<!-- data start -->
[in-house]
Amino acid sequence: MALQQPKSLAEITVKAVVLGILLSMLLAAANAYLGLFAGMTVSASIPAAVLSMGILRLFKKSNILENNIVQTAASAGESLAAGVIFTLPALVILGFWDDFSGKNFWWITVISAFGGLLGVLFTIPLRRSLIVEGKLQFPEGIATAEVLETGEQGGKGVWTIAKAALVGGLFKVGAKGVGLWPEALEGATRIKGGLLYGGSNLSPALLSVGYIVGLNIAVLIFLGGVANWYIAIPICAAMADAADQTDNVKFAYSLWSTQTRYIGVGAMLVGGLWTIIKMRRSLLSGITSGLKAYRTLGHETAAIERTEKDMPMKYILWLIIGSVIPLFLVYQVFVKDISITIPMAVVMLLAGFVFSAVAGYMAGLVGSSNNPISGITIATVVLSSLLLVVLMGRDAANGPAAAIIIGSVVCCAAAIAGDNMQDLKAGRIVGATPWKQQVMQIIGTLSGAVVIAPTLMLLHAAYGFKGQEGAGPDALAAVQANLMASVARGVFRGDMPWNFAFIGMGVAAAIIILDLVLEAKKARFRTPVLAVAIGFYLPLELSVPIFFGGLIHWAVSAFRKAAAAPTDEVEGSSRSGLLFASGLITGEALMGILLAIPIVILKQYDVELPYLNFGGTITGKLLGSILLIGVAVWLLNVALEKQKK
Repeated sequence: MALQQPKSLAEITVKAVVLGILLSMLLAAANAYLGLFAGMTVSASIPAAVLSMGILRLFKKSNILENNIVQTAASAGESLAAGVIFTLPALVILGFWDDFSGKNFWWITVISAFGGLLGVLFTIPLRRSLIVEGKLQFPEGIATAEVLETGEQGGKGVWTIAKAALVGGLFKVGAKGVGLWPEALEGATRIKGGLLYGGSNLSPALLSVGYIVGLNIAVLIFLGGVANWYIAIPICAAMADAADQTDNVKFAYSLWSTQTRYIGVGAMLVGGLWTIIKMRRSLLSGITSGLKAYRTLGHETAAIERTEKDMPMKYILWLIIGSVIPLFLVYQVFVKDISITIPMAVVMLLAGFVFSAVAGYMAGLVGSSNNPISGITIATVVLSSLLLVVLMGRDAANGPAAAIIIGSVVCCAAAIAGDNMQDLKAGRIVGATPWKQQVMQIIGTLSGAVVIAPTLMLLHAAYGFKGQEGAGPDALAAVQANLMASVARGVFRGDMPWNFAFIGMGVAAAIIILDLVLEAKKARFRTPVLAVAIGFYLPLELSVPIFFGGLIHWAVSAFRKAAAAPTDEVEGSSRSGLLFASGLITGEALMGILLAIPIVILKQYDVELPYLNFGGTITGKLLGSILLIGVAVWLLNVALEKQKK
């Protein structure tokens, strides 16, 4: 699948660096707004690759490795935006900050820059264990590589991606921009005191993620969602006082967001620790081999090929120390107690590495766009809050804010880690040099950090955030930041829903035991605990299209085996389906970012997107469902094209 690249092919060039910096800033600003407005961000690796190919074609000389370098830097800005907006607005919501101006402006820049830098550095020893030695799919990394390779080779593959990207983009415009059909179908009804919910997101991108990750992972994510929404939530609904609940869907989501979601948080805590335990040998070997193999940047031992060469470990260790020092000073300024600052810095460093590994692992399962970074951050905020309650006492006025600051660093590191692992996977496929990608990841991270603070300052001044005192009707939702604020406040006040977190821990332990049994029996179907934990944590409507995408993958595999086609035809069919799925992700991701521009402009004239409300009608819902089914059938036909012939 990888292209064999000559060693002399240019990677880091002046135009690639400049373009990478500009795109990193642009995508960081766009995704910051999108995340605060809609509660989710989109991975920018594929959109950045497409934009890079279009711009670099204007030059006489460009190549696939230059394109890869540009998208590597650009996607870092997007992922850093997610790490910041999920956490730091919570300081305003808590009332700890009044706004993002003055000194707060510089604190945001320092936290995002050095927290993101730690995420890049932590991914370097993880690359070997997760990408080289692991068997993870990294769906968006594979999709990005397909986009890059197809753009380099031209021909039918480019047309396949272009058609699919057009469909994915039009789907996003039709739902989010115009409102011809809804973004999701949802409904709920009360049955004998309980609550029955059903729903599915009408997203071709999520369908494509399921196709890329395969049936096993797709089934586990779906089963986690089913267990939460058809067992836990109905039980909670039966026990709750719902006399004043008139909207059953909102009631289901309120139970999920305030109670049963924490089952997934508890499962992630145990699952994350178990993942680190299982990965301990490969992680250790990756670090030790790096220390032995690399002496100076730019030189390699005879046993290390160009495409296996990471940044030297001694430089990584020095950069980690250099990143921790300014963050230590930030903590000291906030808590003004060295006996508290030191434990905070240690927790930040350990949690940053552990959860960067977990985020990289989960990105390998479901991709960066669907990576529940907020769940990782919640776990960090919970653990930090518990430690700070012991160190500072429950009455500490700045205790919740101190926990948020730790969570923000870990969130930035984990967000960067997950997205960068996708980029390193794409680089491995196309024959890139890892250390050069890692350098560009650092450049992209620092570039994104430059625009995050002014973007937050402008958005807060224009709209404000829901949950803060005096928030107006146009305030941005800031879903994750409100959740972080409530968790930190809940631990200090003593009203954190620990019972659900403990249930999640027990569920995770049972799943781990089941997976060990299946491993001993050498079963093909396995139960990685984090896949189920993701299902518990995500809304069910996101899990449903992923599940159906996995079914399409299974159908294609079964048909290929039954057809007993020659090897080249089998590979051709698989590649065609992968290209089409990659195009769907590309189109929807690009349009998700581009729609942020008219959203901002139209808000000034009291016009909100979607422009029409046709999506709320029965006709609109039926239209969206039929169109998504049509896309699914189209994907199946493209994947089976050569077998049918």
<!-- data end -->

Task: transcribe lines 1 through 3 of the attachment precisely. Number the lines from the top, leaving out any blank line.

[in-house]
Amino acid sequence: MALQQPKSLAEITVKAVVLGILLSMLLAAANAYLGLFAGMTVSASIPAAVLSMGILRLFKKSNILENNIVQTAASAGESLAAGVIFTLPALVILGFWDDFSGKNFWWITVISAFGGLLGVLFTIPLRRSLIVEGKLQFPEGIATAEVLETGEQGGKGVWTIAKAALVGGLFKVGAKGVGLWPEALEGATRIKGGLLYGGSNLSPALLSVGYIVGLNIAVLIFLGGVANWYIAIPICAAMADAADQTDNVKFAYSLWSTQTRYIGVGAMLVGGLWTIIKMRRSLLSGITSGLKAYRTLGHETAAIERTEKDMPMKYILWLIIGSVIPLFLVYQVFVKDISITIPMAVVMLLAGFVFSAVAGYMAGLVGSSNNPISGITIATVVLSSLLLVVLMGRDAANGPAAAIIIGSVVCCAAAIAGDNMQDLKAGRIVGATPWKQQVMQIIGTLSGAVVIAPTLMLLHAAYGFKGQEGAGPDALAAVQANLMASVARGVFRGDMPWNFAFIGMGVAAAIIILDLVLEAKKARFRTPVLAVAIGFYLPLELSVPIFFGGLIHWAVSAFRKAAAAPTDEVEGSSRSGLLFASGLITGEALMGILLAIPIVILKQYDVELPYLNFGGTITGKLLGSILLIGVAVWLLNVALEKQKK
Repeated sequence: MALQQPKSLAEITVKAVVLGILLSMLLAAANAYLGLFAGMTVSASIPAAVLSMGILRLFKKSNILENNIVQTAASAGESLAAGVIFTLPALVILGFWDDFSGKNFWWITVISAFGGLLGVLFTIPLRRSLIVEGKLQFPEGIATAEVLETGEQGGKGVWTIAKAALVGGLFKVGAKGVGLWPEALEGATRIKGGLLYGGSNLSPALLSVGYIVGLNIAVLIFLGGVANWYIAIPICAAMADAADQTDNVKFAYSLWSTQTRYIGVGAMLVGGLWTIIKMRRSLLSGITSGLKAYRTLGHETAAIERTEKDMPMKYILWLIIGSVIPLFLVYQVFVKDISITIPMAVVMLLAGFVFSAVAGYMAGLVGSSNNPISGITIATVVLSSLLLVVLMGRDAANGPAAAIIIGSVVCCAAAIAGDNMQDLKAGRIVGATPWKQQVMQIIGTLSGAVVIAPTLMLLHAAYGFKGQEGAGPDALAAVQANLMASVARGVFRGDMPWNFAFIGMGVAAAIIILDLVLEAKKARFRTPVLAVAIGFYLPLELSVPIFFGGLIHWAVSAFRKAAAAPTDEVEGSSRSGLLFASGLITGEALMGILLAIPIVILKQYDVELPYLNFGGTITGKLLGSILLIGVAVWLLNVALEKQKK